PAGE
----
555 Hamilton St
Eleanor Bond is a Winnipeg artist who is recognized internationally for her large-scale oil paintings of urban landscapes in which a labyrinth of forms include both the actual and the imaginary. Although Bond’s paintings do not represent a specific built environment, their starting point is a specific urban place, space and landscape. Research undertaken in Vancouver during February of 1999, when Bond spent ten days walking and driving throughout Vancouver and its environs making photographic and video documentation, influenced the two new works Becoming the Glass City and Taking Shelter in the City of Tents. Similar projects and exhibitions were undertaken in 1995, at the Witte de Witte Centre for Contemporary Art in Rotterdam; and in 1998, at the Salzburg Kunstverein in Salzburg, Austria. The point of departure for Elevated Living in a Community-Built Neighbourhood (1998) was an artist residency in Windsor and Detroit.
Bond’s physiognomy of the urban environment are ambiguous tableaux of both form and content. The urban landscape is characterized as a fluidity and plasticity of space, rather than a view of the city from a coherent and single position, or as a whole. This dynamic spatial representation is often achieved in the paintings through a bird’s-eye view combined with the absence of a horizon; instead sky and land, sky and architecture, sea and land unite in indistinct fields of colour. As interventions into the coherence of fixed structures, Bond’s paintings often seek out the edges of places and represent the urban landscape as syntactically unstable. Her paintings are therefore value-laden presentations of human experiences within modernity and conditions of urbanism, architecture and dwelling. This sense of metropolis is marked by a rootlessness in which technological development has created a new concept of space and social forms, or an experience of space that constitutes the foundation of new architecture, of interior and exterior, and private and public space.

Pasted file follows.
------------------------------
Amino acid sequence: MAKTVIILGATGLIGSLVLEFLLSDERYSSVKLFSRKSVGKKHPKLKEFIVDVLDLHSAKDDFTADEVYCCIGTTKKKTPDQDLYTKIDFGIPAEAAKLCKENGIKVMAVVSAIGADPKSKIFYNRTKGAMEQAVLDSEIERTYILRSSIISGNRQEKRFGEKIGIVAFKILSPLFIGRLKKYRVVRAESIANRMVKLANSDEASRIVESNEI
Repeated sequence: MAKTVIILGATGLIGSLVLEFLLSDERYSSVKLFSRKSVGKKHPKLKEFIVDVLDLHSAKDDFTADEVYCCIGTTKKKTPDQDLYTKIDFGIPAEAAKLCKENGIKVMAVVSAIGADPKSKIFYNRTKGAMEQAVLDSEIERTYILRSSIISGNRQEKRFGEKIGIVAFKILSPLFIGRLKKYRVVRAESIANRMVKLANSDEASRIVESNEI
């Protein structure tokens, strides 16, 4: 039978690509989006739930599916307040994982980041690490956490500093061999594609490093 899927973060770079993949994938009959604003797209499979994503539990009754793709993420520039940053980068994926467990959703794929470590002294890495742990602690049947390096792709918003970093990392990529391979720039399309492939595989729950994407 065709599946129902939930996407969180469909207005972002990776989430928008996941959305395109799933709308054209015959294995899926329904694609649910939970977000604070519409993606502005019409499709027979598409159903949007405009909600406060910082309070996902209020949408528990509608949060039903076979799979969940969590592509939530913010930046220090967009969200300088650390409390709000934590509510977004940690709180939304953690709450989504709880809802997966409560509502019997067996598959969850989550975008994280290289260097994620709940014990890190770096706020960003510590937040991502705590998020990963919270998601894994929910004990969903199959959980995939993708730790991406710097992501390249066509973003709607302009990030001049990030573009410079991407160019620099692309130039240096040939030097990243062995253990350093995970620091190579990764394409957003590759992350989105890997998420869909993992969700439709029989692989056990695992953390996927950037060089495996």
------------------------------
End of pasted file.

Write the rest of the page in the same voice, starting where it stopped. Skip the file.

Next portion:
This disorientation of space struggles to deny a singular instrumentality, or what Bond clearly views as disciplinary effects of the urban landscape at the cusp of the millennium. If Bond’s visuality of place and space within the urban environment seems merely the capacity of the imagination to create models of constructed space, a form of architecture, it is useful to remember that the architecture of the Renaissance was painted before it was built.
Guest curated by Petra Watson